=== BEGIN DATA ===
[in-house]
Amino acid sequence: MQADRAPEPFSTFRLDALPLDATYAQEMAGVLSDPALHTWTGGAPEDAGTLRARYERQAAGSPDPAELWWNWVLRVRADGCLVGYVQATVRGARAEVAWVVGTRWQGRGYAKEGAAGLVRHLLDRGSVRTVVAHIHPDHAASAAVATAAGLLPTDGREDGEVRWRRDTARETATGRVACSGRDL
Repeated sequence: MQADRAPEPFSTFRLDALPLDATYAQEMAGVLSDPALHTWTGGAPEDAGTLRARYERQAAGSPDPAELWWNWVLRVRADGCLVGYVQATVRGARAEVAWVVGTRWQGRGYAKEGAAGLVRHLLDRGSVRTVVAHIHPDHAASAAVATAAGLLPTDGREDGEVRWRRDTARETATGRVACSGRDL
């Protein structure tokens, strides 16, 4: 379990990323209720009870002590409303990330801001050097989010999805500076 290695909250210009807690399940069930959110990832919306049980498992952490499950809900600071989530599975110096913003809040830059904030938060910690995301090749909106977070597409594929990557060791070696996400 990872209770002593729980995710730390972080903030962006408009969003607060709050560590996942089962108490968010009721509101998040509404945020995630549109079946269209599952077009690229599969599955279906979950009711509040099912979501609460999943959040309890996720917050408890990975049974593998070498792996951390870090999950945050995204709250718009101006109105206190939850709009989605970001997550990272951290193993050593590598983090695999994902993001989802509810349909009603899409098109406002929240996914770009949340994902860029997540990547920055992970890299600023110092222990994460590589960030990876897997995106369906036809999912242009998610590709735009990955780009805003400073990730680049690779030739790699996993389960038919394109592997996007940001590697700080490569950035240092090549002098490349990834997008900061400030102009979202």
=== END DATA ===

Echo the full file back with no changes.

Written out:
[in-house]
Amino acid sequence: MQADRAPEPFSTFRLDALPLDATYAQEMAGVLSDPALHTWTGGAPEDAGTLRARYERQAAGSPDPAELWWNWVLRVRADGCLVGYVQATVRGARAEVAWVVGTRWQGRGYAKEGAAGLVRHLLDRGSVRTVVAHIHPDHAASAAVATAAGLLPTDGREDGEVRWRRDTARETATGRVACSGRDL
Repeated sequence: MQADRAPEPFSTFRLDALPLDATYAQEMAGVLSDPALHTWTGGAPEDAGTLRARYERQAAGSPDPAELWWNWVLRVRADGCLVGYVQATVRGARAEVAWVVGTRWQGRGYAKEGAAGLVRHLLDRGSVRTVVAHIHPDHAASAAVATAAGLLPTDGREDGEVRWRRDTARETATGRVACSGRDL
């Protein structure tokens, strides 16, 4: 379990990323209720009870002590409303990330801001050097989010999805500076 290695909250210009807690399940069930959110990832919306049980498992952490499950809900600071989530599975110096913003809040830059904030938060910690995301090749909106977070597409594929990557060791070696996400 990872209770002593729980995710730390972080903030962006408009969003607060709050560590996942089962108490968010009721509101998040509404945020995630549109079946269209599952077009690229599969599955279906979950009711509040099912979501609460999943959040309890996720917050408890990975049974593998070498792996951390870090999950945050995204709250718009101006109105206190939850709009989605970001997550990272951290193993050593590598983090695999994902993001989802509810349909009603899409098109406002929240996914770009949340994902860029997540990547920055992970890299600023110092222990994460590589960030990876897997995106369906036809999912242009998610590709735009990955780009805003400073990730680049690779030739790699996993389960038919394109592997996007940001590697700080490569950035240092090549002098490349990834997008900061400030102009979202």